It’s still technically in beta, which might have something to do with the fact that the first Windows Phone 8 handsets won’t even be released in the US until the end of this week, but it works well and is easy to use. There’s nothing special about it at all, but to me, it’s beautiful in its simplicity. The app, which can be downloaded from the Windows Store online, is a little fancier and fleshed-out on Windows 8 or Windows RT, what with its tile-based setup, but it also works just fine on Windows 7.
Aside from telling you your phone’s current charge percentage, the app also provides a breakdown of what’s taking up your device’s storage, sorted by media types. And syncing is a snap. There’s a tab for “PC” or “Phone” and then sub-tabs under each option for music, photos, videos, ringtones, or podcasts. Every item under each category has a checkbox by it; all you need to do is tick off the stuff you want to take from your phone and put on your PC (or vice versa) and hit sync and you’re done.
The battery life of the 8X is exactly what you would expect from a 4G LTE handset; that is to say, it’s good, but not great. Most users will likely through the day with no worries, but will probably find themselves charging the phone every night with heavy or even just moderate usage.
One thing to keep in mind is that Windows Phone 8 now supports push notifications from “optimized” apps, so this serves as yet another source of battery drain to take into consideration when trying to ration out your charge. Like most aspects of the OS, apps seem to use battery life efficiently — supposedly the new Skype app, for example, will be able to run its code in the background to take video calls at any time but without killing your battery — but it’s still a factor.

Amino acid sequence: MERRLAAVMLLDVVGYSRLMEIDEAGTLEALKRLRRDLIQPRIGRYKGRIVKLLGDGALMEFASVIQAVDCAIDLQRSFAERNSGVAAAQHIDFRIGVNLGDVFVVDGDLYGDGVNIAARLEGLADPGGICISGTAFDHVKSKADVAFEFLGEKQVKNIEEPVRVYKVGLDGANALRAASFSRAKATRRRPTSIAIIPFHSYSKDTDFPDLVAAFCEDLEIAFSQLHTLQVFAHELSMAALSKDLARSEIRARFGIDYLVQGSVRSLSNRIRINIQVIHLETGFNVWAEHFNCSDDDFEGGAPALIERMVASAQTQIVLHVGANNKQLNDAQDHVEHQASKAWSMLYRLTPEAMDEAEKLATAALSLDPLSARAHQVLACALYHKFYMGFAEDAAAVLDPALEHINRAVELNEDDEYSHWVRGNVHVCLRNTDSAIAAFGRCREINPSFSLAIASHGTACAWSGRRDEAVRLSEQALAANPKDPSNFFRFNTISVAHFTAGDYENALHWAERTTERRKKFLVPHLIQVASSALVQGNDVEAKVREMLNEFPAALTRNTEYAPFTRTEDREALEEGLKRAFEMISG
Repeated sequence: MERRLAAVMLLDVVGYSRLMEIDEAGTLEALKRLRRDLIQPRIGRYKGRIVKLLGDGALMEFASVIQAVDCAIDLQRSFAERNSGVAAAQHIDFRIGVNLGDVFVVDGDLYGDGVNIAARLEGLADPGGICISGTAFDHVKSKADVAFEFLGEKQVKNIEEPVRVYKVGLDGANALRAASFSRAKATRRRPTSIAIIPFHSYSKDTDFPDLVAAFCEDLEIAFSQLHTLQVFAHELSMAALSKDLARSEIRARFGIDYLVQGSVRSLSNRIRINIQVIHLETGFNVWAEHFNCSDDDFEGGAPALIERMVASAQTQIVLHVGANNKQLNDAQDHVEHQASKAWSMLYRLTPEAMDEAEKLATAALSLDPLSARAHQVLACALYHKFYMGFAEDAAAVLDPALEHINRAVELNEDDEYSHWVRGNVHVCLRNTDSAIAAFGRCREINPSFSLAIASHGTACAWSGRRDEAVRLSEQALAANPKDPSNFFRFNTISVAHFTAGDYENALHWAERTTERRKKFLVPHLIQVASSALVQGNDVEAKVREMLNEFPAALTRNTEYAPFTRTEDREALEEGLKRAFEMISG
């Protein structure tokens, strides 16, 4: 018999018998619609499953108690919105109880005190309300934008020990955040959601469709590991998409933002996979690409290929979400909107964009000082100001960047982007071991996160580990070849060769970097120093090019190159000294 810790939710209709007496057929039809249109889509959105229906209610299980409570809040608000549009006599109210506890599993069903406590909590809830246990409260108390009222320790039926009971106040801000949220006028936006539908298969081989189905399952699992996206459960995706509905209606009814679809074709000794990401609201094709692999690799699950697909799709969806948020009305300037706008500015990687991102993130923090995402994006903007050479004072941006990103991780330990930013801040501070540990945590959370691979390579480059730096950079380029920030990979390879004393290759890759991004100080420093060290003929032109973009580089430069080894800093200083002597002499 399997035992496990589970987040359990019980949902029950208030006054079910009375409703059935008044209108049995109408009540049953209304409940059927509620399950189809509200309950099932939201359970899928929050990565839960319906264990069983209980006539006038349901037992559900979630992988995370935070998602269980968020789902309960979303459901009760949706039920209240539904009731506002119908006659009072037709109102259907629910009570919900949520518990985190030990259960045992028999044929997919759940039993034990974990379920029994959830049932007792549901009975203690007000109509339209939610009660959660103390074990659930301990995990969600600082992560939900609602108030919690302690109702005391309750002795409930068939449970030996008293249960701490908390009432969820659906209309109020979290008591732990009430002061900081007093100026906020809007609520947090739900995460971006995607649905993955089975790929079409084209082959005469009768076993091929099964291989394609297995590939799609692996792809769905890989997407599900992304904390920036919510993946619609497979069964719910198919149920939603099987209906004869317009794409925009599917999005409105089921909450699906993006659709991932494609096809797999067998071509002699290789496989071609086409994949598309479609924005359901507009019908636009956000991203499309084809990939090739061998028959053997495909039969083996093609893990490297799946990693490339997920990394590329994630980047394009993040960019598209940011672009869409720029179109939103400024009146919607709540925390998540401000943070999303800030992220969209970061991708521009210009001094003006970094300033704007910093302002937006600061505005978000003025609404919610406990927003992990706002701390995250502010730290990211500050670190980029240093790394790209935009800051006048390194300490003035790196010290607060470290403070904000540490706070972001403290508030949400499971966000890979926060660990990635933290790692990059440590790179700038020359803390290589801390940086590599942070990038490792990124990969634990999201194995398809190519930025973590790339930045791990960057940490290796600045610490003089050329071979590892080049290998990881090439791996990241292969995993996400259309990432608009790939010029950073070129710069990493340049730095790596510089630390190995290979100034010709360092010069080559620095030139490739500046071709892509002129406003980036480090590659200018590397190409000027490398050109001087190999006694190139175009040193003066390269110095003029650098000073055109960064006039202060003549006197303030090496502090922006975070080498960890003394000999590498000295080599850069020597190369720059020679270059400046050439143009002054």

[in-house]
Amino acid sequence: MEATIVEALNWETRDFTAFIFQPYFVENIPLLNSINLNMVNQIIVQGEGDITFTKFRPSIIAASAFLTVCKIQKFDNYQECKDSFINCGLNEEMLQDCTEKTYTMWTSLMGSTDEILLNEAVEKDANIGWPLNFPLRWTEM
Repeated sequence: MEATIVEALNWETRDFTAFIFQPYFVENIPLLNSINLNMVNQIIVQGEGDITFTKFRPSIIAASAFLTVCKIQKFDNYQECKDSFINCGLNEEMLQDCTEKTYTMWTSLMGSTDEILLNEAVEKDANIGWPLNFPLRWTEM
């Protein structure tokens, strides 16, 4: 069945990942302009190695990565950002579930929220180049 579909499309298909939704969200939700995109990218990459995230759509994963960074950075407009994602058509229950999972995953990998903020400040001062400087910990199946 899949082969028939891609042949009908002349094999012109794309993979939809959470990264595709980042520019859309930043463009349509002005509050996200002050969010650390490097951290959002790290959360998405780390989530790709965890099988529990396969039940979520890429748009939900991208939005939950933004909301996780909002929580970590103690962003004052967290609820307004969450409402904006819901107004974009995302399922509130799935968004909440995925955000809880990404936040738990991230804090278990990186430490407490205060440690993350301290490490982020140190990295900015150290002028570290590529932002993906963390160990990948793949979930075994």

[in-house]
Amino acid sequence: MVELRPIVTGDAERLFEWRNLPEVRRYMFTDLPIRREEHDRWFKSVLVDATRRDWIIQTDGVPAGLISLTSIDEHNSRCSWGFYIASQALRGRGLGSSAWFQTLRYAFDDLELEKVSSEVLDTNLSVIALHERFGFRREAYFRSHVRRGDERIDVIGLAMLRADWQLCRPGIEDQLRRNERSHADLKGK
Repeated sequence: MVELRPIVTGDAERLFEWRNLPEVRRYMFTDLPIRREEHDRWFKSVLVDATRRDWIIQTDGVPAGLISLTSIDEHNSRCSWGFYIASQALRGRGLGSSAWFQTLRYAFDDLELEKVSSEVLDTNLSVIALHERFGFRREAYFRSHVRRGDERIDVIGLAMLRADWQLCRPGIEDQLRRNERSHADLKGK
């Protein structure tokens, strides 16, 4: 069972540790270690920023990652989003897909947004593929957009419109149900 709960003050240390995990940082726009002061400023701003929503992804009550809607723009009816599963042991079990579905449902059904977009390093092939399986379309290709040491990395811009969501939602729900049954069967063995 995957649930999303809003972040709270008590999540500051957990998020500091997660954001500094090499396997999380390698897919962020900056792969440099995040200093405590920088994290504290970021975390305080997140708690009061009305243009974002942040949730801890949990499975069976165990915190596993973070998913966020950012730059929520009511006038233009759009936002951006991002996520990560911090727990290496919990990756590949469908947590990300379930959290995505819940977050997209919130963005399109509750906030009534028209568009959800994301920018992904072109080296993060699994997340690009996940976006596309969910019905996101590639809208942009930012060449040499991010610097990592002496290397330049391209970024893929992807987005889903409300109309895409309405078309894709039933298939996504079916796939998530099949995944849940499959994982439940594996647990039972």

To see how much life I could squeeze out of a single charge, I set the brightness to maximum (rather than auto), kept location on, and had push notifications active for everything (so not just my email, but also all my apps that support the feature, including Facebook, CNN, etc.). I also used the phone for sustained periods of time without ever putting it on standby, as I was toying around with all of Windows Phone 8’s new features when working on my review. Under these conditions, the phone couldn’t even last a full day. I began using it around 11:00 A.M. and received a notification that the battery was critically low around 9:00 P.M.
The front-facing, 2.1-megapixel camera has the potential to offer video calls with some good looking feed, but since the new and improved Skype app has yet to be released for Windows Phone 8, I couldn’t really test it out (all that’s available at the moment are a bunch of lousy, poorly-rated third-party video chat apps in the Store right now). The fact that it has face recognition and will always keep the caller’s face in focus is great for video chatting, so I look forward to getting to try it out.
The rear-facing, 8-megapixel camera, however, is mostly forgettable. It’s not bad by any means, but it pales in comparison to that of the competition, the Nokia Lumia 920. Where the Lumia 920 receives the benefits of Nokia’s Pureview imaging technology — which is great for low-light shooting — and OIS, the 8X has neither of these features and is decidedly average in its performance. Video especially could use the help of OIS, as the slightest bit of hand shake (combined with some pretty intense motion blur) made my test videos borderline unwatchable at times.